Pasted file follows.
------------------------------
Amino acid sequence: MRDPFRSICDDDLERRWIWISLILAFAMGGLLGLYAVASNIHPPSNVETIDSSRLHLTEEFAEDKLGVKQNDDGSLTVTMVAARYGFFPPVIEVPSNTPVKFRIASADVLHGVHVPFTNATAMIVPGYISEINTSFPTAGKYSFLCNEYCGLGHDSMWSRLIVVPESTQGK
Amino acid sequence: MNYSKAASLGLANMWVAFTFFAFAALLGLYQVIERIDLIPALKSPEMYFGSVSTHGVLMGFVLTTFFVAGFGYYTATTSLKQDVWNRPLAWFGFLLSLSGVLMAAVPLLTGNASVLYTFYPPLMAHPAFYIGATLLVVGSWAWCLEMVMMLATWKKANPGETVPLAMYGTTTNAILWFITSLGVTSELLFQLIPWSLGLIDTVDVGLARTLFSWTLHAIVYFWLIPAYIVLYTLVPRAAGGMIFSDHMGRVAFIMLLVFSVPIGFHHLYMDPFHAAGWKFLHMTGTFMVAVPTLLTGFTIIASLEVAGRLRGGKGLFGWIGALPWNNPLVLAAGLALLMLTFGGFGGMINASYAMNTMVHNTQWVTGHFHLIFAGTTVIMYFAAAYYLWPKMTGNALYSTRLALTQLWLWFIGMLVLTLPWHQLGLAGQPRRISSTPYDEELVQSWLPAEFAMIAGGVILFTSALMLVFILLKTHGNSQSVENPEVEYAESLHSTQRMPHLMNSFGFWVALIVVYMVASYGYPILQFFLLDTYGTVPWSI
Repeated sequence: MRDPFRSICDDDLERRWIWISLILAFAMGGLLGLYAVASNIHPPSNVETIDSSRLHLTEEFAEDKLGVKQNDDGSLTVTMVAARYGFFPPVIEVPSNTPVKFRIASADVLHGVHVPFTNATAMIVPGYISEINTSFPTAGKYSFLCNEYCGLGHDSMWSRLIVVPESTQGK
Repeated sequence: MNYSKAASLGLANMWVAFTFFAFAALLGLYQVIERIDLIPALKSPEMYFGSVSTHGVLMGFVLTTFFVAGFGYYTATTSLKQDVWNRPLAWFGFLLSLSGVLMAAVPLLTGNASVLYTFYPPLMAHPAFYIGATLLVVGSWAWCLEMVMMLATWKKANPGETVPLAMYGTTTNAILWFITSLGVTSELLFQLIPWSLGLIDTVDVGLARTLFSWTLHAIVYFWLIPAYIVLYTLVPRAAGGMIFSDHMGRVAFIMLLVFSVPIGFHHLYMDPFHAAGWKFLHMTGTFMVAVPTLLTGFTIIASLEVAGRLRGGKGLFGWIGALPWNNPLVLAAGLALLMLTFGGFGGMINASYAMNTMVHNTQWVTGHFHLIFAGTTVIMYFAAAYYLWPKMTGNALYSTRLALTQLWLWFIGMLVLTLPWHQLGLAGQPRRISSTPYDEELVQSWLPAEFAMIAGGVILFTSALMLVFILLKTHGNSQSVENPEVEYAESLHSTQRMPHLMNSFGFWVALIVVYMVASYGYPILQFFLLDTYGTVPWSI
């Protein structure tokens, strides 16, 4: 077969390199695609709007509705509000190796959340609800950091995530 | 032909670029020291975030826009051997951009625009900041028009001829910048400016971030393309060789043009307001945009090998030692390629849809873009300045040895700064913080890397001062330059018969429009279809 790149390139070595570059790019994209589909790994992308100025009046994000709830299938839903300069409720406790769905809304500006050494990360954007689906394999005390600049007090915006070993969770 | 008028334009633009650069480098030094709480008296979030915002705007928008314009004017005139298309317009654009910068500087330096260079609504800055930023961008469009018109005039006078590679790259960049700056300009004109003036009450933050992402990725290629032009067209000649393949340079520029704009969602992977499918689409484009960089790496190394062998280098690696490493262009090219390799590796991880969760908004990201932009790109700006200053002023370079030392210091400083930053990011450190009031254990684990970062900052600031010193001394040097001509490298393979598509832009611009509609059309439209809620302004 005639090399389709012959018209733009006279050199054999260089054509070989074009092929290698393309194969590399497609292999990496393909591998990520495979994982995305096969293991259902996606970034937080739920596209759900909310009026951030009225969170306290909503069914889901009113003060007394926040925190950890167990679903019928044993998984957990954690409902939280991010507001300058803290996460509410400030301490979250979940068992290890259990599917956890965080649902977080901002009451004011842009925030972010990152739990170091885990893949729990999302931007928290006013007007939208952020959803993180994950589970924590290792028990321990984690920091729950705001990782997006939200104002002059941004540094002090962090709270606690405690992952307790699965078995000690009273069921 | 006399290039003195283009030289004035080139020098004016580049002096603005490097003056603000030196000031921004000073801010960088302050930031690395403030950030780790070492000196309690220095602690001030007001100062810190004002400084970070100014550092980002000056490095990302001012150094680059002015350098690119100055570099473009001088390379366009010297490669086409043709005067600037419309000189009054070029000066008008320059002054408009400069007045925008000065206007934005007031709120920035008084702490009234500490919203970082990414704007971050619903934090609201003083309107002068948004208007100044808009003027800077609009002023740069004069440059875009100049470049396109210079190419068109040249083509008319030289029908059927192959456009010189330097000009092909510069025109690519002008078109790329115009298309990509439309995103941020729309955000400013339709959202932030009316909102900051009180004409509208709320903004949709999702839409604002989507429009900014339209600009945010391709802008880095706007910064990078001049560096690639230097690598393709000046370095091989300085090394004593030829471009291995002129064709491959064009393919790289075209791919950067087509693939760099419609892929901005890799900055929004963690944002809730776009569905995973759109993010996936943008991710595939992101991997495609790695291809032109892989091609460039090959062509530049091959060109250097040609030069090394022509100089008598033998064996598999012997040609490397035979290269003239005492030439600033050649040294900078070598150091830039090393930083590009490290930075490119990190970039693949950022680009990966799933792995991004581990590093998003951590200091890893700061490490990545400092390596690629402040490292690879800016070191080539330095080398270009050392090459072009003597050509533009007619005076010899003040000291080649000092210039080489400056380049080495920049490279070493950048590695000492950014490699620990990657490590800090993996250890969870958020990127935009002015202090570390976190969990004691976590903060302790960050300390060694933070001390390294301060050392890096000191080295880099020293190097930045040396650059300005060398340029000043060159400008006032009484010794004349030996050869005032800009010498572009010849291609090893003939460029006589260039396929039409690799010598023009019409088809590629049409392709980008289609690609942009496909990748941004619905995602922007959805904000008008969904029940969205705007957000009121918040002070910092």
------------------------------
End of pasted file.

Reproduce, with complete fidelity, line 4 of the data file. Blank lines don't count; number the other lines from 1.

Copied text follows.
Repeated sequence: MNYSKAASLGLANMWVAFTFFAFAALLGLYQVIERIDLIPALKSPEMYFGSVSTHGVLMGFVLTTFFVAGFGYYTATTSLKQDVWNRPLAWFGFLLSLSGVLMAAVPLLTGNASVLYTFYPPLMAHPAFYIGATLLVVGSWAWCLEMVMMLATWKKANPGETVPLAMYGTTTNAILWFITSLGVTSELLFQLIPWSLGLIDTVDVGLARTLFSWTLHAIVYFWLIPAYIVLYTLVPRAAGGMIFSDHMGRVAFIMLLVFSVPIGFHHLYMDPFHAAGWKFLHMTGTFMVAVPTLLTGFTIIASLEVAGRLRGGKGLFGWIGALPWNNPLVLAAGLALLMLTFGGFGGMINASYAMNTMVHNTQWVTGHFHLIFAGTTVIMYFAAAYYLWPKMTGNALYSTRLALTQLWLWFIGMLVLTLPWHQLGLAGQPRRISSTPYDEELVQSWLPAEFAMIAGGVILFTSALMLVFILLKTHGNSQSVENPEVEYAESLHSTQRMPHLMNSFGFWVALIVVYMVASYGYPILQFFLLDTYGTVPWSI